In the early 1930s, the government of Nazi Germany under Adolf Hitler utilized highly racialized "scientific" rhetoric for pushing its restrictive and discriminatory social policies. When World War II broke out, the Nazi approach to race became a propaganda piece for the United States, and Boasians such as Ruth Benedict were able to consolidate their institutional power. In the years after the war, the discovery of the Holocaust and the Nazi abuses of scientific research (such as the ethical violations of Josef Mengele and other war crimes which were revealed at the Nuremberg Trials) led to a widespread repudiation of the use of science to support racist causes within the scientific community.

Title: Stephen Jay Gould
Post by: on curve on June 09, 2005, 07:21:09 PM
(http://upload.wikimedia.org/wikipedia/commons/d/d5/Stephen_Jay_Gould.png)

Gould is the author of The Mismeasure of Man, a study of the history of psychometrics and intelligence testing as a form of scientific racism; the most recent edition includes an attempted refutation of the arguments of The Bell Curve.

* * *

The book, originally written in 1981, describes Gould's objections to:

"[...] the abstraction of intelligence as a single entity, its location within the brain, its quantification as one number for each individual, and the use of these numbers to rank people in a single series of worthiness, invariably to find that oppressed and disadvantaged groups—races, classes, or sexes—are innately inferior and deserve their status" (pp. 24-25).

Gould later revised and expanded the book in reply to arguments from The Bell Curve by Richard Herrnstein and Charles Murray, also a controversial book.

Most of his arguments have to do with the value of statistical correlations. Many arguments around IQ center on the issue of correlation—the claim that the test measures psychometric g requires that the kinds of answers to various questions will correlate highly; the claim that g is inherited requires that the scores of respondents who are closely related will correlate significantly higher than results of those distantly related. First, he points out that correlation is not the same as cause. As he puts it, measures of the changes, over time, in "my age, the population of Mexico, the price of Swiss cheese, my pet turtle's weight, and the average distance between galaxies" will have a high positive correlation—but that does not mean that Stephen Jay Gould's age goes up because the population of Mexico goes up. Second, and more specifically, a high positive correlation between parent and child IQ can be taken as either evidence that IQ is genetically inherited or that IQ is inherited through social and environmental factors. Since the same data can be used to argue either side of the case, the data in and of itself is not useful.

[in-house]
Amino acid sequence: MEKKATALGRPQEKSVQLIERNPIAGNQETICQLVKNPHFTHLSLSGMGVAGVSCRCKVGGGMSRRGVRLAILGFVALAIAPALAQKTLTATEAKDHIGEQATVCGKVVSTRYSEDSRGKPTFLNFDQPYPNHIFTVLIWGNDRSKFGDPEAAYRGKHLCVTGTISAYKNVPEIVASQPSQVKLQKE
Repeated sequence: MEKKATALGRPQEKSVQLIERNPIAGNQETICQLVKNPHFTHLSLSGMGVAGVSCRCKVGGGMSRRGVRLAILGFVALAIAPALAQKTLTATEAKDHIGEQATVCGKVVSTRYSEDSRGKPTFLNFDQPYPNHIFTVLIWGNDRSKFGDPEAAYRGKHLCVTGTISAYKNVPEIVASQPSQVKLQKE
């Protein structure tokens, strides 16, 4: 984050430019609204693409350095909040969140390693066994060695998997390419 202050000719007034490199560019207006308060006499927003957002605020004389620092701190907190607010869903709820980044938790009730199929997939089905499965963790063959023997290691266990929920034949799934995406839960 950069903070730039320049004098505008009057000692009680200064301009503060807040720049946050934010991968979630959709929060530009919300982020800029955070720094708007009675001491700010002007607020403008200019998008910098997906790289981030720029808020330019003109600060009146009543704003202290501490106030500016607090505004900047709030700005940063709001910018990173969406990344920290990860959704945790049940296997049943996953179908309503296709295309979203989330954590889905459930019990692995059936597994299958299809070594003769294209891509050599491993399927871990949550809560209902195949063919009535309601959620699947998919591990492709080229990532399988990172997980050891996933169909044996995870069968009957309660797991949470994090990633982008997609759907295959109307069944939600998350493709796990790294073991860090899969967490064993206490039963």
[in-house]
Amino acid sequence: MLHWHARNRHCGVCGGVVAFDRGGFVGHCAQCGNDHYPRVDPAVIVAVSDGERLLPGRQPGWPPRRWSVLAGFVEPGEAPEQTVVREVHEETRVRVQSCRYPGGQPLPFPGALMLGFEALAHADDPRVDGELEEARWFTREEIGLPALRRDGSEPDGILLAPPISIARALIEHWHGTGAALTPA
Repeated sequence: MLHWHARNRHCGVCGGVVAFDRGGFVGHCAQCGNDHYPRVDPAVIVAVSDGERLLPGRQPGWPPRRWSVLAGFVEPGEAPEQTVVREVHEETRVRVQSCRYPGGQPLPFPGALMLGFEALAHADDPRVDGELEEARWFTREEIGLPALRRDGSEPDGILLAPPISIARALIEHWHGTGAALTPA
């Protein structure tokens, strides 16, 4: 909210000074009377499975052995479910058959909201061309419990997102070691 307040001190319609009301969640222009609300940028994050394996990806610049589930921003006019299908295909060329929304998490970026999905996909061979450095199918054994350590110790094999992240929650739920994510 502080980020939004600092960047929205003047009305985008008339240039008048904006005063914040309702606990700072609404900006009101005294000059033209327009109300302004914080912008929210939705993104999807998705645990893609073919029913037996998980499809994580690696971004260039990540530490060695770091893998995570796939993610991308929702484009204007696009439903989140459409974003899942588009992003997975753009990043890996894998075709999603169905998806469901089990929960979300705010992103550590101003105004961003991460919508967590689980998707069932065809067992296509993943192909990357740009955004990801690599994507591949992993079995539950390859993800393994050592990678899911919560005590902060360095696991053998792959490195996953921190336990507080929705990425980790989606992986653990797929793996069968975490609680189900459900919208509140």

Furthermore, Gould argues that even if it were demonstrated that IQ is highly genetically heritable within a group, this tells nothing about the causes of IQ differences between groups or whether those differences can be changed by environment. Gould gives the example of height, which is known to be determined mostly through genes within socioeconomic groups, but group differences in height may be due to nutrition as well as genes. Richard Lewontin, a colleague of Gould's, is well-known for emphasizing this argument as it pertains to IQ testing.

According to Gould, a good example of the confusion of heritability is found in the statement of international scholars published in the Wall Street Journal (see web-link above): "If all environments were to become equal for everyone, heritability would rise to 100% because all remaining differences in IQ would necessarily be genetic in origin." He says that this claim is at best misleading and at worst, false. First, it is very hard to conceive of a world in which everyone grows up in the exact same environment; the very fact that people are spatially and temporally dispersed means that no one can be in exactly the same environment (a simple example will illustrate how complex social environments are: a husband and wife may share a house, but they do not live in identical environments because each is married to a different person). Second, even if people grew up in exactly the same environment, not all differences would be genetic in origin. This is because embryonic development involves chance molecular events and random cellular movements that alter the effects of genes.